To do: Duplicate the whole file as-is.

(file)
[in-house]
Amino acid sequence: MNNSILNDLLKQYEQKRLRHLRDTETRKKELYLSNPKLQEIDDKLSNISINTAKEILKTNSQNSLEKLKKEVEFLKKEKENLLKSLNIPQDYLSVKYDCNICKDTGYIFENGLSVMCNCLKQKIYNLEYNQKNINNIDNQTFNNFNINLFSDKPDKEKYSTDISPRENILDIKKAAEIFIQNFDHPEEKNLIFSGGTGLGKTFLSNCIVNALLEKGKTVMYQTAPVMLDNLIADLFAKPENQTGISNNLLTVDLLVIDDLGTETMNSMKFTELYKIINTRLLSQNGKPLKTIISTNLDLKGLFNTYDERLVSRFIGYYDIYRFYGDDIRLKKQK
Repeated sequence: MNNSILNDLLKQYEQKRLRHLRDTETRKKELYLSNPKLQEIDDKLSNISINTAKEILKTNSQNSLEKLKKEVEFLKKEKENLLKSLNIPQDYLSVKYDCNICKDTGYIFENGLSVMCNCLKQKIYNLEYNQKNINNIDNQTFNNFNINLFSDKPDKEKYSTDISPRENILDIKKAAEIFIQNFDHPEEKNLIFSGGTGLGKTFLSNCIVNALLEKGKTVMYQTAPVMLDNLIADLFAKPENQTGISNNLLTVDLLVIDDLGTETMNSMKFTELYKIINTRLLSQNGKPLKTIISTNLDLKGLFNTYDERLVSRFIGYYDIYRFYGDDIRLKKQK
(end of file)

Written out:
[in-house]
Amino acid sequence: MNNSILNDLLKQYEQKRLRHLRDTETRKKELYLSNPKLQEIDDKLSNISINTAKEILKTNSQNSLEKLKKEVEFLKKEKENLLKSLNIPQDYLSVKYDCNICKDTGYIFENGLSVMCNCLKQKIYNLEYNQKNINNIDNQTFNNFNINLFSDKPDKEKYSTDISPRENILDIKKAAEIFIQNFDHPEEKNLIFSGGTGLGKTFLSNCIVNALLEKGKTVMYQTAPVMLDNLIADLFAKPENQTGISNNLLTVDLLVIDDLGTETMNSMKFTELYKIINTRLLSQNGKPLKTIISTNLDLKGLFNTYDERLVSRFIGYYDIYRFYGDDIRLKKQK
Repeated sequence: MNNSILNDLLKQYEQKRLRHLRDTETRKKELYLSNPKLQEIDDKLSNISINTAKEILKTNSQNSLEKLKKEVEFLKKEKENLLKSLNIPQDYLSVKYDCNICKDTGYIFENGLSVMCNCLKQKIYNLEYNQKNINNIDNQTFNNFNINLFSDKPDKEKYSTDISPRENILDIKKAAEIFIQNFDHPEEKNLIFSGGTGLGKTFLSNCIVNALLEKGKTVMYQTAPVMLDNLIADLFAKPENQTGISNNLLTVDLLVIDDLGTETMNSMKFTELYKIINTRLLSQNGKPLKTIISTNLDLKGLFNTYDERLVSRFIGYYDIYRFYGDDIRLKKQK